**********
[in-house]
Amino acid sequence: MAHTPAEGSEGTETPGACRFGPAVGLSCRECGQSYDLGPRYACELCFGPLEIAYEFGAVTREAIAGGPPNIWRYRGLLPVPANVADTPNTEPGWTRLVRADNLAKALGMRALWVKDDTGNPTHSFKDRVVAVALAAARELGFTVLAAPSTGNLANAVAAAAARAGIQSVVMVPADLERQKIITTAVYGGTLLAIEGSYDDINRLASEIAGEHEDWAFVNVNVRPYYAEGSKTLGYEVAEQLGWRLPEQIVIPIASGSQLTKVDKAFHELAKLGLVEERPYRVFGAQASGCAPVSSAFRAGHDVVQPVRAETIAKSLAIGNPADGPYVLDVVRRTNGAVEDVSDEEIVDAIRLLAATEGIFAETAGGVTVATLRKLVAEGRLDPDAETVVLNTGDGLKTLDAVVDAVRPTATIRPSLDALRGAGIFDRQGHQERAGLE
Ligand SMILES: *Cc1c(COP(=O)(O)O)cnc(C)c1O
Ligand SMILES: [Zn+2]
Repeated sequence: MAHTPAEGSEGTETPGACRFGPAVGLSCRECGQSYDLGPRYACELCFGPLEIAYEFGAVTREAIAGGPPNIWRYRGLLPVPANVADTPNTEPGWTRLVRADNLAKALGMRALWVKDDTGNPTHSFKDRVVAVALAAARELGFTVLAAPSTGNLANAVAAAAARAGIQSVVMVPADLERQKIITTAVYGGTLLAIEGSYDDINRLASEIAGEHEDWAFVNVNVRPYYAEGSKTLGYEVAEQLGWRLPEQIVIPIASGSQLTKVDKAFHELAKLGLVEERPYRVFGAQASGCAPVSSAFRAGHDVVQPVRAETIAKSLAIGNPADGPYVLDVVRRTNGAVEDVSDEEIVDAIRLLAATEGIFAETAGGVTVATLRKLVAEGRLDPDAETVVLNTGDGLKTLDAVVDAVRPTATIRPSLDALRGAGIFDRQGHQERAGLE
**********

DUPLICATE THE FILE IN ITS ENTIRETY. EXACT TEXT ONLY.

[in-house]
Amino acid sequence: MAHTPAEGSEGTETPGACRFGPAVGLSCRECGQSYDLGPRYACELCFGPLEIAYEFGAVTREAIAGGPPNIWRYRGLLPVPANVADTPNTEPGWTRLVRADNLAKALGMRALWVKDDTGNPTHSFKDRVVAVALAAARELGFTVLAAPSTGNLANAVAAAAARAGIQSVVMVPADLERQKIITTAVYGGTLLAIEGSYDDINRLASEIAGEHEDWAFVNVNVRPYYAEGSKTLGYEVAEQLGWRLPEQIVIPIASGSQLTKVDKAFHELAKLGLVEERPYRVFGAQASGCAPVSSAFRAGHDVVQPVRAETIAKSLAIGNPADGPYVLDVVRRTNGAVEDVSDEEIVDAIRLLAATEGIFAETAGGVTVATLRKLVAEGRLDPDAETVVLNTGDGLKTLDAVVDAVRPTATIRPSLDALRGAGIFDRQGHQERAGLE
Ligand SMILES: *Cc1c(COP(=O)(O)O)cnc(C)c1O
Ligand SMILES: [Zn+2]
Repeated sequence: MAHTPAEGSEGTETPGACRFGPAVGLSCRECGQSYDLGPRYACELCFGPLEIAYEFGAVTREAIAGGPPNIWRYRGLLPVPANVADTPNTEPGWTRLVRADNLAKALGMRALWVKDDTGNPTHSFKDRVVAVALAAARELGFTVLAAPSTGNLANAVAAAAARAGIQSVVMVPADLERQKIITTAVYGGTLLAIEGSYDDINRLASEIAGEHEDWAFVNVNVRPYYAEGSKTLGYEVAEQLGWRLPEQIVIPIASGSQLTKVDKAFHELAKLGLVEERPYRVFGAQASGCAPVSSAFRAGHDVVQPVRAETIAKSLAIGNPADGPYVLDVVRRTNGAVEDVSDEEIVDAIRLLAATEGIFAETAGGVTVATLRKLVAEGRLDPDAETVVLNTGDGLKTLDAVVDAVRPTATIRPSLDALRGAGIFDRQGHQERAGLE